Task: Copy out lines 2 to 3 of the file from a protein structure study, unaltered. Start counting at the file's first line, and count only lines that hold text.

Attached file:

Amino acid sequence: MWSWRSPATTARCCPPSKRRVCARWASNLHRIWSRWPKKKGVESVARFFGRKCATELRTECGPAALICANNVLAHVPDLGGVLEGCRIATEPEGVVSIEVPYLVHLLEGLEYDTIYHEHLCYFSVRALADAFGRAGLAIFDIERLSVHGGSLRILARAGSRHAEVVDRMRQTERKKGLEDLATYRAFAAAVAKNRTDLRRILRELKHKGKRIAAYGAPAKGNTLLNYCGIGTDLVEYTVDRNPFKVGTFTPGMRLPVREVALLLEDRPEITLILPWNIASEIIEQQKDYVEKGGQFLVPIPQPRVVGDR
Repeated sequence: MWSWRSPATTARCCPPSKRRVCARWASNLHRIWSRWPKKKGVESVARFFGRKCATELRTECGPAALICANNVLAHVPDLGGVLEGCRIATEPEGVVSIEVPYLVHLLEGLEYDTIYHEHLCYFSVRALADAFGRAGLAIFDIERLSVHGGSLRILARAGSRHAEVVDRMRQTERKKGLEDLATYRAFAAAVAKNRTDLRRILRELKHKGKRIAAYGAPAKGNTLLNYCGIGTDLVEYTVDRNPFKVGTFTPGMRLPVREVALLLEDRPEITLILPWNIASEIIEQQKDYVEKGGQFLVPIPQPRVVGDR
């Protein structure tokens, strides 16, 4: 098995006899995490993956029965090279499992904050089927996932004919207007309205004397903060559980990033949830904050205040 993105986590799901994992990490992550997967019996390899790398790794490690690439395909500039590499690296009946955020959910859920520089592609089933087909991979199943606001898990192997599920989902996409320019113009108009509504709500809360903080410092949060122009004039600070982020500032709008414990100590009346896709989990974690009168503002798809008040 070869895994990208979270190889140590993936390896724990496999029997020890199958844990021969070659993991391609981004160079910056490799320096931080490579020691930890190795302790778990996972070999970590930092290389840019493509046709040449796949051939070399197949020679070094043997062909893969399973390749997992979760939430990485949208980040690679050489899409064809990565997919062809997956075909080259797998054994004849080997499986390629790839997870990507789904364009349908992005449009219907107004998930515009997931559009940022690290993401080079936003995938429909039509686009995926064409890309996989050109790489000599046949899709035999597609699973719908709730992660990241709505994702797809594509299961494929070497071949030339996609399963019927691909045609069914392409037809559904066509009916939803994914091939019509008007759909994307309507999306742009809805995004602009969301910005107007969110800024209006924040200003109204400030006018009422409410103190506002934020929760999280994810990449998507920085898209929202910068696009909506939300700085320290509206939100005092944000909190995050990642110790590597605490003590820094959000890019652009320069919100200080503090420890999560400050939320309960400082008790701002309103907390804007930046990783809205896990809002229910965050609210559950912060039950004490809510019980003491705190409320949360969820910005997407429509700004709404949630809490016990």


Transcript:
Repeated sequence: MWSWRSPATTARCCPPSKRRVCARWASNLHRIWSRWPKKKGVESVARFFGRKCATELRTECGPAALICANNVLAHVPDLGGVLEGCRIATEPEGVVSIEVPYLVHLLEGLEYDTIYHEHLCYFSVRALADAFGRAGLAIFDIERLSVHGGSLRILARAGSRHAEVVDRMRQTERKKGLEDLATYRAFAAAVAKNRTDLRRILRELKHKGKRIAAYGAPAKGNTLLNYCGIGTDLVEYTVDRNPFKVGTFTPGMRLPVREVALLLEDRPEITLILPWNIASEIIEQQKDYVEKGGQFLVPIPQPRVVGDR
């Protein structure tokens, strides 16, 4: 098995006899995490993956029965090279499992904050089927996932004919207007309205004397903060559980990033949830904050205040 993105986590799901994992990490992550997967019996390899790398790794490690690439395909500039590499690296009946955020959910859920520089592609089933087909991979199943606001898990192997599920989902996409320019113009108009509504709500809360903080410092949060122009004039600070982020500032709008414990100590009346896709989990974690009168503002798809008040 070869895994990208979270190889140590993936390896724990496999029997020890199958844990021969070659993991391609981004160079910056490799320096931080490579020691930890190795302790778990996972070999970590930092290389840019493509046709040449796949051939070399197949020679070094043997062909893969399973390749997992979760939430990485949208980040690679050489899409064809990565997919062809997956075909080259797998054994004849080997499986390629790839997870990507789904364009349908992005449009219907107004998930515009997931559009940022690290993401080079936003995938429909039509686009995926064409890309996989050109790489000599046949899709035999597609699973719908709730992660990241709505994702797809594509299961494929070497071949030339996609399963019927691909045609069914392409037809559904066509009916939803994914091939019509008007759909994307309507999306742009809805995004602009969301910005107007969110800024209006924040200003109204400030006018009422409410103190506002934020929760999280994810990449998507920085898209929202910068696009909506939300700085320290509206939100005092944000909190995050990642110790590597605490003590820094959000890019652009320069919100200080503090420890999560400050939320309960400082008790701002309103907390804007930046990783809205896990809002229910965050609210559950912060039950004490809510019980003491705190409320949360969820910005997407429509700004709404949630809490016990």